Gateway Family Services Thu, 05 May 2022 13:36:09 +0000 en-GB hourly 1 Gateway Family Services 32 32 960 grants given out in just one constituency — Spotlight on our Household Support Fund Administrative Team Thu, 05 May 2022 13:35:00 +0000

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In memory of Bob Teagle Mon, 28 Feb 2022 11:05:01 +0000

Bob was diagnosed with advanced prostate cancer almost a year ago, but in the end his death was relatively sudden. Over the last year we understand he had been telling his friends to be aware of the symptoms of prostate cancer and to see their GP if they had any concerns – and we’d like to echo this sentiment. You can find out more about prostate cancer on the NHS website.

Finally, one of Bob’s friends has set up a fundraiser to Help give Bob the send off he deserves. If there is any money left over, Jessica will donate it to prostate cancer research.

Katherine Hewitt



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When services become seamless: a Social Prescribing story Tue, 08 Feb 2022 16:26:09 +0000 We wanted to share a story from one of our Social Prescribing Link Workers, Deborah. She passed us this patient story as a great example of what happens when services work together to provide patients and clients with seamless support.

But first: what is Social Prescribing?

Social Prescribing allows GPs and other care staff to refer patients who have social or other non-clinical needs to a Link Worker, based at the surgery. Link Workers work with patients one-to-one, offering direct support and signposting to help them take control of their own health and wellbeing. They have a wide network of community contacts, and they use their experience and knowledge of local activities and services to co-ordinate ‘whole person’ support.

Sally’s story*

By Deborah Living, Social Prescribing Link Worker

Deborah Living is a Social Prescribing Link Worker with Gateway Family Services
When Social Prescribing is fully integrated into a person-centred GP practice, good things start to happen. Sally’s story shows how.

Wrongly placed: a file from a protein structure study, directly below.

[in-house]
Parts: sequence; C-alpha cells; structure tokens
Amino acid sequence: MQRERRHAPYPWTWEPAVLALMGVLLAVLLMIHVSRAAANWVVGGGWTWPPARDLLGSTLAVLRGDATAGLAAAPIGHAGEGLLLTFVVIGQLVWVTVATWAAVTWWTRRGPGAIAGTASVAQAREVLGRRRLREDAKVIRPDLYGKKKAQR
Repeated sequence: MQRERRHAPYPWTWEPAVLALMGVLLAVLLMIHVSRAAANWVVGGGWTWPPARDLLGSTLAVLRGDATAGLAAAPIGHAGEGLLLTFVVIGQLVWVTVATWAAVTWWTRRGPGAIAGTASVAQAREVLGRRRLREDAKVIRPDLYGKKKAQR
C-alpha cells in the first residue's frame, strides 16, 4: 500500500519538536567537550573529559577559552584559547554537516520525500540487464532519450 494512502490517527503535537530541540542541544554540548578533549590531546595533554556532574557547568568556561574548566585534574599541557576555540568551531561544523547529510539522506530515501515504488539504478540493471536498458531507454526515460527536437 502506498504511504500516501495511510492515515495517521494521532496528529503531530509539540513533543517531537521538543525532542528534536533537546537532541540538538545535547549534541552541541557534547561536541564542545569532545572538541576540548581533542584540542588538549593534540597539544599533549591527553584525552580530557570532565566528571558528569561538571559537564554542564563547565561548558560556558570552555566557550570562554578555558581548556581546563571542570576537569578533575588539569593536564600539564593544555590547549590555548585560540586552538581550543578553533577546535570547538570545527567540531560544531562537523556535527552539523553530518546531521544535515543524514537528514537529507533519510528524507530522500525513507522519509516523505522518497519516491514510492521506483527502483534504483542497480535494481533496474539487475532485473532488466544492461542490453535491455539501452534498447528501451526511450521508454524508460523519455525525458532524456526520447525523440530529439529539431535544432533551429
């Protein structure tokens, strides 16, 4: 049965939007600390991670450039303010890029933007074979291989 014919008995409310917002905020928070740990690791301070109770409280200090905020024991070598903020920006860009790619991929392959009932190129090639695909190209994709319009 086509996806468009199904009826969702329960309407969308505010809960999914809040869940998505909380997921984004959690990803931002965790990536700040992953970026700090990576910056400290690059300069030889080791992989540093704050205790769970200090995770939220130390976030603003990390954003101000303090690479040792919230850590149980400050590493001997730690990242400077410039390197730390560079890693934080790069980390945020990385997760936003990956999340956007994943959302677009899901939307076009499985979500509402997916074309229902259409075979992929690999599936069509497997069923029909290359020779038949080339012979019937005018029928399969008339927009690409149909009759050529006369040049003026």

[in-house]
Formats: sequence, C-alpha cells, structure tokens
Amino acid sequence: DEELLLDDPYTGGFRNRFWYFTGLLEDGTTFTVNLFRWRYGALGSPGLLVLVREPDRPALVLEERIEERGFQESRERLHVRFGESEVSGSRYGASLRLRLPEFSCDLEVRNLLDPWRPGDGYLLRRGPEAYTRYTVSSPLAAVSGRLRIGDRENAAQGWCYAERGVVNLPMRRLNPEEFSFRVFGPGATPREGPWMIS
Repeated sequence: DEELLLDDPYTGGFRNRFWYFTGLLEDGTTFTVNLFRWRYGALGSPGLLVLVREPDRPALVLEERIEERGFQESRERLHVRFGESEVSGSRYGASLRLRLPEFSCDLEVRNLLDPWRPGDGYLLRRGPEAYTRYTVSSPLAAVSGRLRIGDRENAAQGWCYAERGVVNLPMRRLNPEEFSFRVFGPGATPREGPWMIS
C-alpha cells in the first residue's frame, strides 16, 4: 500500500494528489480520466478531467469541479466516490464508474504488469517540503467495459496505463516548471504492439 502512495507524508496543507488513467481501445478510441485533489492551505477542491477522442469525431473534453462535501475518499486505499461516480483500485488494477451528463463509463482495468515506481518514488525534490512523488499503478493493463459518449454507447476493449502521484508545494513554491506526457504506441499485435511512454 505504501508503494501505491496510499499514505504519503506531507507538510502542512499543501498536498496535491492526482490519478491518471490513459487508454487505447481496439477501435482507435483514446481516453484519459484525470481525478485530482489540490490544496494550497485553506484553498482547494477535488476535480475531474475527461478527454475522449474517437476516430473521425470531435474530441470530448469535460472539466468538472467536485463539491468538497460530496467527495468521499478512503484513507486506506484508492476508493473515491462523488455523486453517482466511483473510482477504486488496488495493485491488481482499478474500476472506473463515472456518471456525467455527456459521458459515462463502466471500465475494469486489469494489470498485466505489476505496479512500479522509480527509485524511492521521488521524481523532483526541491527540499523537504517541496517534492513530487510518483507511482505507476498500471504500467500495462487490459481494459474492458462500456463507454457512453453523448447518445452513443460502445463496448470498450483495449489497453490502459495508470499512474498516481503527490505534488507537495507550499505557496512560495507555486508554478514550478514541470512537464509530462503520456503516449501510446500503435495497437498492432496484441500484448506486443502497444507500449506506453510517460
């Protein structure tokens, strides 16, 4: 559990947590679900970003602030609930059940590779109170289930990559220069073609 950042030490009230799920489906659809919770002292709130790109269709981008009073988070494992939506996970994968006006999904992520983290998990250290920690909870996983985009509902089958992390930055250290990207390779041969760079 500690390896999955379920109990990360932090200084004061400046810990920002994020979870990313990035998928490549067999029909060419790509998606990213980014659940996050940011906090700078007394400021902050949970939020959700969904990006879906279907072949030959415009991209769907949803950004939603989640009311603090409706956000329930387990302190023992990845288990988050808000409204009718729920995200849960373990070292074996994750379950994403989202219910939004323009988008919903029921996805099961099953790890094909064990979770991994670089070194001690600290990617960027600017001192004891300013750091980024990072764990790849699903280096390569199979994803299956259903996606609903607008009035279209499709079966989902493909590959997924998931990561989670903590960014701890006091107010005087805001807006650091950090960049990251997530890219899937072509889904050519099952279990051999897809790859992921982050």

From my first morning at the surgery where Sally is a patient, it was clear to me that the practice knew their patients well and took an active interest in their wellbeing. Because of this, at the end of my shift, I spoke to the Practice Manager and the surgery team about the work she had done for the patients who had been referred to her. This informal communication structure continued to develop as time went on, with the Practice Manager popping in to see me to give insight into new patient referrals. Before long, the join between the surgery and the Social Prescribing service seemed seamless.

One morning, the Practice Manager came to speak to me about a patient called Sally. Sally had been to a routine doctor’s appointment at the surgery and the Practice Manager – who knew the patient well – had spotted her and felt something was not quite right. The Practice Manager told me how she had run out of the surgery after Sally to check how she was. Sally became upset as she tried to speak and the Practice Manager said, “I know someone who could help.”

One referral to Gateway later and I was on the phone to Sally. Sally told me how both her brother, who had Down’s Syndrome, and her sister had died during the first wave of the Coronovirus pandemic. Sally had become anxious and depressed as a result, was having trouble sleeping, and had closed herself off from the world. She was scared to go out because of Coronavirus and had also got into a mess with her finances. She sat indoors by herself, frightened her landlord was going to evict her at any moment because of her rent arrears.

I consoled Sally over her loss and current situation, and Sally agreed that she would like a referral for bereavement counselling and to a befriending service. I said I could also support her to take steps to separate the other difficulties that were overwhelming her into more manageable chunks, and Sally agreed to a face-to-face appointment at the surgery so we could make a plan together and begin to put it into action.

During the consultation, I made calls on Sally’s behalf so that she could get to grips with what money was owed and when it needed to be paid. She said she now felt able to speak with Citizens Advice for money management advice. On Sally’s request, I mediated between her and an advisor from her housing association and a payment plan was devised that Sally felt was affordable and the advisor was happy with. The advisor said they had no plans to evict Sally, but would like to speak to her about moving to a smaller property as her current home was under-occupied.

When I called Sally a couple of weeks later to check in, she sounded much brighter on the phone. She said she now had people to talk to, and was also in contact with her housing association and Citizens Advice. Sally said she felt more in control of her finances, and had decided to look at a property her housing association was offering her. Now, with Sally taking steps forward, I felt confident about stepping back.

I’m really happy about how Social Prescribing has become a part of practice culture here. It made every contact count for Sally, and will continue to do so for other patients in the future.